The lack of cold weather this season put a little damper on what I perceived to be the idea Christmas. The warmth and sunshine just didn’t feel like the Christmas mornings I was familiar with in years past. But I guess holidays can’t always be picture perfect. The Christmas decor in our neighborhood is slowly finding its way back in to the attics and basements where it will nest for the next three-hundred and forty-nine days or something like that.
Breakfast in our home took shape in many different formats. One of your first options was to choose from the three or more different types of cereals in the cabinet, we could send dad out to grab breakfast sandwiches from the nearest drive-through, or mom had just enough energy after long hospital shifts to cook grits, sausage patties, and hard scrambled eggs…and Pillsbury biscuits, but don’t judge her, we loved it. But as I got older and my palate began to mature and I became so much more aware of all the things other people were eating for their morning meal. The fact that I discovered lox, bagels and the schmear so late in life often makes me sad but I’m sure that has been remedied by my glutinous consumption of it since the discovery.
All this talk of breakfast and I almost forgot why we’re here and that’s to discuss these pumpkin butter biscuit cinnamon rolls (go ahead, take a moment to drool). There was a period last year when I became consumed with the variety of things I was able to do with biscuit dough. One just has to be imaginative and be willing to screw up a few batches to find out what works and doesn’t work. My counter tops have seen the demise of many-a-biscuit from pimento-cheddar, cinnamon streusel with Nutella and roasted turnip and thyme. This recipe creation randomly occurred one morning when I was trying to think of ways in which to use my pumpkin butter from Williams-Sonoma, every time I teach a cooking class there I’m always grabbing something, I blame my mom for that impulse gene. And might I remind you that it was right before Thanksgiving so pumpkin anything for breakfast just felt right.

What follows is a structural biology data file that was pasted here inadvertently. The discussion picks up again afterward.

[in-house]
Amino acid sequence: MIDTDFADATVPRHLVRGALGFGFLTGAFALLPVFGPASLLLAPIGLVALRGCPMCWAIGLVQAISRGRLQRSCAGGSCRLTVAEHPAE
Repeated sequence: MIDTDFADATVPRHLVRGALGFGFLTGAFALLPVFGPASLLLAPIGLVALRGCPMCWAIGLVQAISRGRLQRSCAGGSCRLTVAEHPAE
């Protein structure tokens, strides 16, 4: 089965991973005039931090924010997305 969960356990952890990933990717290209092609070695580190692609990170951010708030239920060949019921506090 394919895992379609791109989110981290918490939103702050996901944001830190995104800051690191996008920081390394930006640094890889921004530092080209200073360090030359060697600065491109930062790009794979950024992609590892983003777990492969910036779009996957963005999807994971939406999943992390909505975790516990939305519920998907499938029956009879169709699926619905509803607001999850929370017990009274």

While this is a very simple recipe, keep in mind that you do not want to overwork your biscuit dough or your rolls will be tough. I learned that while doing the first batch but I also wanted a tight roll, but clearly I kneaded and rolled one too many times while trying to achieve this so word to the wise – take it easy. They should still be on the moist side, and keep flour near to keep from sticking too much to your work surface and hands, best of luck and tweet me questions – @thesaltedtable!
Pecan Pumpkin Cinnamon Rolls
4 cups unbleached, AP flour (White Lily, preferably)
2 1/2 Tablespoons Baking Powder
3 teaspoons kosher salt
1 stick of chilled unsalted butter, diced
2 cups cold full-fat buttermilk plus more
1/2 cup pumpkin puree
1/2 dark brown sugar
1 tsp pure vanilla extract
1 tsp kosher salt
2 tablespoons unsalted butter, melted
1 cup powdered sugar
1 tablespoon fresh lemon juice
3 Tablespoons whole milk
1. Preheat your oven to 425 degrees. Rub one tablespoon of butter inside of a large cast-iron skillet or a 9×13 metal pan. set aside.
2. whisk your flour, salt, baking powder together, cut the butter into the flour mixture using your fingers until the mixture is crumbly and the nothing is larger than a kernel of corn. Make a well in the middle of the bowl and add your buttermilk. You will have to determine how much liquid you need which is why I say “plus more’ in the ingredient list. Biscuits aren’t the easiest thing to interpret because you just have to get in there and be confident, it’s an art and a little science (wink). So you need to determine if your dough is still dry, add a few splashes of buttermilk at a time so that you don’t overdo it but there should no dry ingredients left.
3. Dust your work surface with a little flour and pull the dough on to the table. Dust the top of your dough ball with a little more flour. Gently pat it down until it’s about an inch thick, fold it in half towards you and fold it again from the left over to the right. dust your hands with flour and gently massage the outside of the dough just getting it to take shape of a square, it won’t be perfect but close enough is perfect. Using your rolling-pin, gently begin to roll out your dough using a bounce-like motion as to not be to tough on the dough. Alternate rolling the dough out side-to-side until it is about 1/2 inch thick.
4. Spread an even layer starting from the center of the dough and working your way out until you’re about 1/2 inch from all sides of the dough. Now, this is where it gets sticky and fun. Make sure you have sharp knife, preferably serrated, handy to cut your rolls. Also have an offset spatula near you to help lift any dough that may have stuck while you were rolling.
You are going to begin rolling your dough in to a cylinder away from you but be careful not to move to fast or you will lose all your filling.So you want to run your offset spatula down the bottom side of the dough with every new turn. Do this until you have a complete roll that is ready to be cut.
5. Cut the rolls about an inch thick and begin placing them in your skillet starting from the outside in. If you’re using a 9×13 pan, you will single-file line them until the pan is full. And your rolls should be snug so they can push on each other and this helps them to rise and the filling to stay inside.
6. Cook for about 20-35 minutes or until you puncture the dough layer and it comes out clean. Let rest and for 10-15 minutes before drizzling your icing on top. Mix you powdered sugar, lemon juice, milk until combined and is thick but pourable, you may need just a splash more of milk to reach the right consistency. Enjoy!